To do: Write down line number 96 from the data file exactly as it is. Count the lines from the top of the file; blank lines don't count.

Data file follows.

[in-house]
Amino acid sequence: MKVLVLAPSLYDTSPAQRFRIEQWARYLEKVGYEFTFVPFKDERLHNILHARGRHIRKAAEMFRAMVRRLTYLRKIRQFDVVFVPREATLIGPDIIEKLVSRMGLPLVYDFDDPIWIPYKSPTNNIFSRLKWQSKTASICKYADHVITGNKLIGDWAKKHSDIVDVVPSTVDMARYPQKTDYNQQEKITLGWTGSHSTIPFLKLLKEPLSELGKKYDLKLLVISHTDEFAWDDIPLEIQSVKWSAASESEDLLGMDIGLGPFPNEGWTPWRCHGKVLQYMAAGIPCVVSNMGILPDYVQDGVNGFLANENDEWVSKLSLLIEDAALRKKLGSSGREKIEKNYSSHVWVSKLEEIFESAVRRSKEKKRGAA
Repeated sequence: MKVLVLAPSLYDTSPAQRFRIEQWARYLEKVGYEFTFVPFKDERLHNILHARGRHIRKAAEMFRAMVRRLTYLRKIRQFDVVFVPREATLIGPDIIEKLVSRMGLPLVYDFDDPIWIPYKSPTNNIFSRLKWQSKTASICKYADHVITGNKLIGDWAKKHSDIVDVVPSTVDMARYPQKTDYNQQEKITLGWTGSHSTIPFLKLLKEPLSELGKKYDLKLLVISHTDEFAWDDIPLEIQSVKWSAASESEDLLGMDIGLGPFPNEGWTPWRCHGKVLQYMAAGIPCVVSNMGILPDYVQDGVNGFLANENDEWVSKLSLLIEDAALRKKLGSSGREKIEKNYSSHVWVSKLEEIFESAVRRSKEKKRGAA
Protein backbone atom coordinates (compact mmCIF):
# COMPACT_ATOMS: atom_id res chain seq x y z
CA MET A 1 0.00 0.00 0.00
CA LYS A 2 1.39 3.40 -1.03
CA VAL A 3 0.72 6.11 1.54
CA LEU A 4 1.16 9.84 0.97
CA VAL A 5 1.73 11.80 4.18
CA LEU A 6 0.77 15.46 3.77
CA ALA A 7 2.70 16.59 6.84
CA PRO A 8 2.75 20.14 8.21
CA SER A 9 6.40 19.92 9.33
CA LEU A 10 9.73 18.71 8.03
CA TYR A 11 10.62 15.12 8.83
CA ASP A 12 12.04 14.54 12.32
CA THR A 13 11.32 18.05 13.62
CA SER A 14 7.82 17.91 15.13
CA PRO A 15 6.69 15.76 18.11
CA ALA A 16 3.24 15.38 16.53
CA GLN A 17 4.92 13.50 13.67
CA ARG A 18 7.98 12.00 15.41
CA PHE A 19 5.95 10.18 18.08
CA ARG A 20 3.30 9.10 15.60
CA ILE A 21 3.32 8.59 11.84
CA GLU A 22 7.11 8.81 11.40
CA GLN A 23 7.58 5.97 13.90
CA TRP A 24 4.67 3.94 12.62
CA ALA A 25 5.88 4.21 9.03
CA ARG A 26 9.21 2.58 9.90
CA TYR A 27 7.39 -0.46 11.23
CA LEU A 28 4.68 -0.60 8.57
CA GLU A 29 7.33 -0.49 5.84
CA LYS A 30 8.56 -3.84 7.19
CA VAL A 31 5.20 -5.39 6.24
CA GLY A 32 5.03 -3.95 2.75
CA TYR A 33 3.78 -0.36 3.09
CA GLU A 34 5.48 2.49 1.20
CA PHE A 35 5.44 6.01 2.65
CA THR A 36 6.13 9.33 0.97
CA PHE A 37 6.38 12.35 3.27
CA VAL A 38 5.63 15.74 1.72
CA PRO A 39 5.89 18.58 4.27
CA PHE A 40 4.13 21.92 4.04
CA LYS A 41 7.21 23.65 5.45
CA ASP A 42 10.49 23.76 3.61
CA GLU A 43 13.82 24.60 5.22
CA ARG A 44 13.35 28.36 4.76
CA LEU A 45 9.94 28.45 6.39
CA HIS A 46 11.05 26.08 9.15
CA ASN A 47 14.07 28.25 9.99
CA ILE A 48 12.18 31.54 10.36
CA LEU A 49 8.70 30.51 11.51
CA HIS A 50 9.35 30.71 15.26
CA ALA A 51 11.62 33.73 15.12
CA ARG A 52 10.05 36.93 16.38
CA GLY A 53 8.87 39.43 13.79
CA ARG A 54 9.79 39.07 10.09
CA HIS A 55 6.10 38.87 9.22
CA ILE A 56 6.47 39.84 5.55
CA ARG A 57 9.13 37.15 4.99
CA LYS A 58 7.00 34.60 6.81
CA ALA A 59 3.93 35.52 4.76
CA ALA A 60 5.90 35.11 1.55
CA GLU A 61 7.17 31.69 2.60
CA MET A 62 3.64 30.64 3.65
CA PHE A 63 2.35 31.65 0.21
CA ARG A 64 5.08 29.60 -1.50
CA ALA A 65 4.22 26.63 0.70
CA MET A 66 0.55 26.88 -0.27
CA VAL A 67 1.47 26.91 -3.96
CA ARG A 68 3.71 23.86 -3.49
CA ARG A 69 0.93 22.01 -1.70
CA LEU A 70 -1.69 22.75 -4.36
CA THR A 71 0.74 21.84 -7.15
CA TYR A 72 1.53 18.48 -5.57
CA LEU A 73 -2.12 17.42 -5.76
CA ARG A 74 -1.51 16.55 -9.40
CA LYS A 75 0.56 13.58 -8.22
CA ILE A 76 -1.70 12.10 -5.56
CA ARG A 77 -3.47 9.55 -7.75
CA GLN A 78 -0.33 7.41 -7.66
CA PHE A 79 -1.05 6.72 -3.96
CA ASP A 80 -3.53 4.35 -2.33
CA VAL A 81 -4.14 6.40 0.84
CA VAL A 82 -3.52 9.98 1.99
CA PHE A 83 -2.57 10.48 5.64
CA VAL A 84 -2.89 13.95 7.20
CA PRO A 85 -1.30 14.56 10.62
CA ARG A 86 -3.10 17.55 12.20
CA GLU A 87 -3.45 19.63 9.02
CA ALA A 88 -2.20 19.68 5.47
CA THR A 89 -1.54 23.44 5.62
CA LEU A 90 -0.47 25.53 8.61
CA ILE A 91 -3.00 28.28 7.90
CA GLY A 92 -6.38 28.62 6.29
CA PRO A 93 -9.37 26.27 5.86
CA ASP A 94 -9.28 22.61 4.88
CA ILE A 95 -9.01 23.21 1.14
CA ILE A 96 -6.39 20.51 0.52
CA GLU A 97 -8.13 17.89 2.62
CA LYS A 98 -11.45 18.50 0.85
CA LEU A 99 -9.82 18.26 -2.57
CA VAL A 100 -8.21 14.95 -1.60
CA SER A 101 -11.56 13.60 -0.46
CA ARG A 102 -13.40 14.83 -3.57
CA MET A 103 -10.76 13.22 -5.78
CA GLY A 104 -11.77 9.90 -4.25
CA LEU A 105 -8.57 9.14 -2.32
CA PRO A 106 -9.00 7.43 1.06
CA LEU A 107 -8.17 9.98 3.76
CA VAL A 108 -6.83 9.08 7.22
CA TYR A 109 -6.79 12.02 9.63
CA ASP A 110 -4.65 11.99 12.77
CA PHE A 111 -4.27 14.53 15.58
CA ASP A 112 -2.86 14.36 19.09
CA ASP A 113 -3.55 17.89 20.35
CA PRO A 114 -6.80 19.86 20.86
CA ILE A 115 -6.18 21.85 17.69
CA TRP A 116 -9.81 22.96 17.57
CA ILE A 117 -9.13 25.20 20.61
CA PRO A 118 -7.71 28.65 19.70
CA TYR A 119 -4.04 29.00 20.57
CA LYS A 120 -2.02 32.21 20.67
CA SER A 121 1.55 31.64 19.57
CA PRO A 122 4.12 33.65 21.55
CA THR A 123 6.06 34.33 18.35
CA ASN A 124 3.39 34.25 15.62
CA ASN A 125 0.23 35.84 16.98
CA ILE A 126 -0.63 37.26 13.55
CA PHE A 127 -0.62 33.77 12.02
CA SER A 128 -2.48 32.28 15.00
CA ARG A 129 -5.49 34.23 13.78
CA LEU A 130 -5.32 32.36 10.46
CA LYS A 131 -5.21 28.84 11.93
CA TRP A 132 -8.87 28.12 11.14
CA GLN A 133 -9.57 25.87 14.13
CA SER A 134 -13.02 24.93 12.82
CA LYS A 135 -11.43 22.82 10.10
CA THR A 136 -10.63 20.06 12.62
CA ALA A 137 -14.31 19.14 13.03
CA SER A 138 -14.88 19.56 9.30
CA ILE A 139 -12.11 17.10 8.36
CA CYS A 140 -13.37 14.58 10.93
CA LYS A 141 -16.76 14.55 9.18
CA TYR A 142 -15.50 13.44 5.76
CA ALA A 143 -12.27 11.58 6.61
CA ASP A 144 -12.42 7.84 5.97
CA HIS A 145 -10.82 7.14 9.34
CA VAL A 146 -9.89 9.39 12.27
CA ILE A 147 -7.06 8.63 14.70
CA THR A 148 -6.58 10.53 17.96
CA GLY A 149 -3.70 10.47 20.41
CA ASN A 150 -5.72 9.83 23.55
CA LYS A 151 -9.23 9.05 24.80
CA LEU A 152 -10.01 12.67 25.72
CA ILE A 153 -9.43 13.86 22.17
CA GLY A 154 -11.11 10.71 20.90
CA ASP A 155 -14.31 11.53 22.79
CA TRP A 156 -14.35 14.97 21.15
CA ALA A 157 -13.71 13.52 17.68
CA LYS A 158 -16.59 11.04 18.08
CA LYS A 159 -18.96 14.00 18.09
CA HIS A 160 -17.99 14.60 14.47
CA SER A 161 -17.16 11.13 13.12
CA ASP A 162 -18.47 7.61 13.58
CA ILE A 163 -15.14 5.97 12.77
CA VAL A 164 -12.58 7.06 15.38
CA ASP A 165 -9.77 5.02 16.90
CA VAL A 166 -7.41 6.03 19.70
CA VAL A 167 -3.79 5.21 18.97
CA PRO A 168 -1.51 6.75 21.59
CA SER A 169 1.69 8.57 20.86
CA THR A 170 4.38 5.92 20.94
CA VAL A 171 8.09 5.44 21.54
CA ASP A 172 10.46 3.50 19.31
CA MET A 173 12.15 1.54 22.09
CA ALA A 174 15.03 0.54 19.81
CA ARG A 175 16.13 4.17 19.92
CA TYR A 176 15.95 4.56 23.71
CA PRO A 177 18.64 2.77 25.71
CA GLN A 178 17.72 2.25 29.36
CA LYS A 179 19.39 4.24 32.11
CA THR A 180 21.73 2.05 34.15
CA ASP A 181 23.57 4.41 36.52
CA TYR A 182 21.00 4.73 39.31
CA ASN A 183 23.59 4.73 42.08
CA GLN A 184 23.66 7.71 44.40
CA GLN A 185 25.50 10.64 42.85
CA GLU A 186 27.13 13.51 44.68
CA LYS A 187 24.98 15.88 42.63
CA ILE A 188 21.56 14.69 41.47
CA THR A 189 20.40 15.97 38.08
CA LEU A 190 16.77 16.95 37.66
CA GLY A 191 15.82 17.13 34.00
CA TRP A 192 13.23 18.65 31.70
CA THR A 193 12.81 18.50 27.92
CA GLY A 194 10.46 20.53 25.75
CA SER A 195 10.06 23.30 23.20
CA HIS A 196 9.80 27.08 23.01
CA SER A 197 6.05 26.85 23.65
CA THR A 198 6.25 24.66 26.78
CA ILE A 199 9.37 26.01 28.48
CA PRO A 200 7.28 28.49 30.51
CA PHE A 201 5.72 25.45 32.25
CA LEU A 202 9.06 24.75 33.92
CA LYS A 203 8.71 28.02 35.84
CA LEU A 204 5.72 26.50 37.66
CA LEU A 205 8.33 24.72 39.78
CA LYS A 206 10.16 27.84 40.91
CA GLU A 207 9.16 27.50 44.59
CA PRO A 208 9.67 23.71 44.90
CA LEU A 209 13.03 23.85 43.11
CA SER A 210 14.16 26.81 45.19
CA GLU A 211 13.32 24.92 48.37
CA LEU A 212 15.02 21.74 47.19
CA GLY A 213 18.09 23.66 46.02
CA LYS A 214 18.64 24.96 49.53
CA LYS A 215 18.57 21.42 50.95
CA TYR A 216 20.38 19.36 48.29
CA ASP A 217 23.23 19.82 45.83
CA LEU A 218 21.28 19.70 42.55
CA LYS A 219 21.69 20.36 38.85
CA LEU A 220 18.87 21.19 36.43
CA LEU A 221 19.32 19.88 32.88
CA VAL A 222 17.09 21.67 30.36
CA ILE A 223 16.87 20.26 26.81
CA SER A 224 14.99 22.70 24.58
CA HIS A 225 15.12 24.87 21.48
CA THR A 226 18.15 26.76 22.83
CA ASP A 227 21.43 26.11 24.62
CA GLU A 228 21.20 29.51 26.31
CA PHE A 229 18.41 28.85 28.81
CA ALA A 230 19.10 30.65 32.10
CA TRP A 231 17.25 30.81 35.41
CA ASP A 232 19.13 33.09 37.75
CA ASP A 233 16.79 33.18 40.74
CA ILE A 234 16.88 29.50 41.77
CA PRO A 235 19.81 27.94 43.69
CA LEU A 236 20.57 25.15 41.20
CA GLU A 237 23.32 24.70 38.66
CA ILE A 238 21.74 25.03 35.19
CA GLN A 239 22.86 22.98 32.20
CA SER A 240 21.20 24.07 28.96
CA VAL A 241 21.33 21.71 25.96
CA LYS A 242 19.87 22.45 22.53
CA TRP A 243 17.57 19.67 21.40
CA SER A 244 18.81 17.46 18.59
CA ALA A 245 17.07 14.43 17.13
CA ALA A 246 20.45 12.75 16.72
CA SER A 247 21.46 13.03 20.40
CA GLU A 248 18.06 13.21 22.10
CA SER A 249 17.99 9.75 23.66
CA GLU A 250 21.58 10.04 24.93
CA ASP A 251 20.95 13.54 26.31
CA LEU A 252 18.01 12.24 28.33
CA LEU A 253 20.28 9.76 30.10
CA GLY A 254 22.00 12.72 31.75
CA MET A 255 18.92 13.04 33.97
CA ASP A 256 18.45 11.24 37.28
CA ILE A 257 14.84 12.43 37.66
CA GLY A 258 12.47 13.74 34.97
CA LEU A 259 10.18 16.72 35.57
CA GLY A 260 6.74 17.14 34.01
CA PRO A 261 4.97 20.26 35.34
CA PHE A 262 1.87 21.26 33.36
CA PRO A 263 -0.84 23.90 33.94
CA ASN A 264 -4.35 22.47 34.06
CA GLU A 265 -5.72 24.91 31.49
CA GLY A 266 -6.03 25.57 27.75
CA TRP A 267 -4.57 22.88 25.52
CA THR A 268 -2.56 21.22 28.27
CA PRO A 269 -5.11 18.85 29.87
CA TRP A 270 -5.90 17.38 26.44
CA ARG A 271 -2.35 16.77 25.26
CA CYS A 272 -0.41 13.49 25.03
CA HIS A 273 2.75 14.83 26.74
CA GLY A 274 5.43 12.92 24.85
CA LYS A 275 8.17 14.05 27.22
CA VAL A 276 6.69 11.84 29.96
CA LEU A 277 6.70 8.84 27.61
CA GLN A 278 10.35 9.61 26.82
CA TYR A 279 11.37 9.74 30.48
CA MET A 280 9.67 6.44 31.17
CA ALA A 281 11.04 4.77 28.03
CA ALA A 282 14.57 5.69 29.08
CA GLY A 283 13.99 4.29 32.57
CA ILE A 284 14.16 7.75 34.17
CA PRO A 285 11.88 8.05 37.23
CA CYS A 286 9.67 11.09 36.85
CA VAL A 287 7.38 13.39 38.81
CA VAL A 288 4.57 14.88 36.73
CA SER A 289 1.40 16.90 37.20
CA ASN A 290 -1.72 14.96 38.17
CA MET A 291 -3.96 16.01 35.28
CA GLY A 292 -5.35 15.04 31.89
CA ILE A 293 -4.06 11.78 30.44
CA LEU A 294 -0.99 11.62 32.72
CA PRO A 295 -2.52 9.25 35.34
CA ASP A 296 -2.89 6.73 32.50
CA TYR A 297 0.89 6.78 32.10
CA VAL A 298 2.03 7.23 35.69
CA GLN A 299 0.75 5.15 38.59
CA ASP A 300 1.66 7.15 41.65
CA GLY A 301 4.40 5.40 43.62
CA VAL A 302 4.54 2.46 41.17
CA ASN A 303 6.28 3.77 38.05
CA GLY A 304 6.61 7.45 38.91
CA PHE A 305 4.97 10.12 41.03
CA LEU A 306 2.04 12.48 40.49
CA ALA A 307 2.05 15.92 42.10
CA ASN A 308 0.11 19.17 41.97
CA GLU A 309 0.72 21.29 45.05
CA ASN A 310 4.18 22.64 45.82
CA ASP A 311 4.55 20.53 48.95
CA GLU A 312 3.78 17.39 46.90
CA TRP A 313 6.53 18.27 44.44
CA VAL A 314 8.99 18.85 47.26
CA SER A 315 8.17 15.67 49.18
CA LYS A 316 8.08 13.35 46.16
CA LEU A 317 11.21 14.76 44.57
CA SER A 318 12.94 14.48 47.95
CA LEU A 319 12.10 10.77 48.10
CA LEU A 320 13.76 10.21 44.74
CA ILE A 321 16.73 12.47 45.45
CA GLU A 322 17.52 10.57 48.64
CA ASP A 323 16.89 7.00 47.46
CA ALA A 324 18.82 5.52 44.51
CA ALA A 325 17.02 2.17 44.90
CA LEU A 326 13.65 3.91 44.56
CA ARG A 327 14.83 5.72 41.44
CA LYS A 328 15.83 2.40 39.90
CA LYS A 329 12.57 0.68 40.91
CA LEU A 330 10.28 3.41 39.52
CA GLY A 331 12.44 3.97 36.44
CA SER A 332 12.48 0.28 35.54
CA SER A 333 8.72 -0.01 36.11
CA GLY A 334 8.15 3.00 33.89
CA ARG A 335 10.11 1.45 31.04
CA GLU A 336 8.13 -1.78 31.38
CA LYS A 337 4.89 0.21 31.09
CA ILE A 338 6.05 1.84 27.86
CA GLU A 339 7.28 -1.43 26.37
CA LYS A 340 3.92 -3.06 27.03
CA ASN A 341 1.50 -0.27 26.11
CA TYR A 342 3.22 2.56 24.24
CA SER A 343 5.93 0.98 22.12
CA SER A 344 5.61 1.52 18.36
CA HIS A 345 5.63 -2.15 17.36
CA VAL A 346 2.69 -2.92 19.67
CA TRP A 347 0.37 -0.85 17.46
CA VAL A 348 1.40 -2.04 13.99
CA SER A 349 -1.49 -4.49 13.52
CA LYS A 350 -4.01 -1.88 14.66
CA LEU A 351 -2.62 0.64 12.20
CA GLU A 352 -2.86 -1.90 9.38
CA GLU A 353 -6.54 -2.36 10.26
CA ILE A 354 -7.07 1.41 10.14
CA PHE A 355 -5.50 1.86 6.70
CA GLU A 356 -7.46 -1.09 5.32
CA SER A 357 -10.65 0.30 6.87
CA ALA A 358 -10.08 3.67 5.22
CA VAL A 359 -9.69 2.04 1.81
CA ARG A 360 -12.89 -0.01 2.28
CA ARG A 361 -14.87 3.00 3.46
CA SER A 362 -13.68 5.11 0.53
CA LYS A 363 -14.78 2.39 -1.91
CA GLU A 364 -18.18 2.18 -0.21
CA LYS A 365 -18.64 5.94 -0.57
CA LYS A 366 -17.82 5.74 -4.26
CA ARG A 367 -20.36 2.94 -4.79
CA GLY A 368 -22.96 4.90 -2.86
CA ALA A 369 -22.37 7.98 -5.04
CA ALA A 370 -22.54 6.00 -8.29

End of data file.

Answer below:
CA ILE A 91 -3.00 28.28 7.90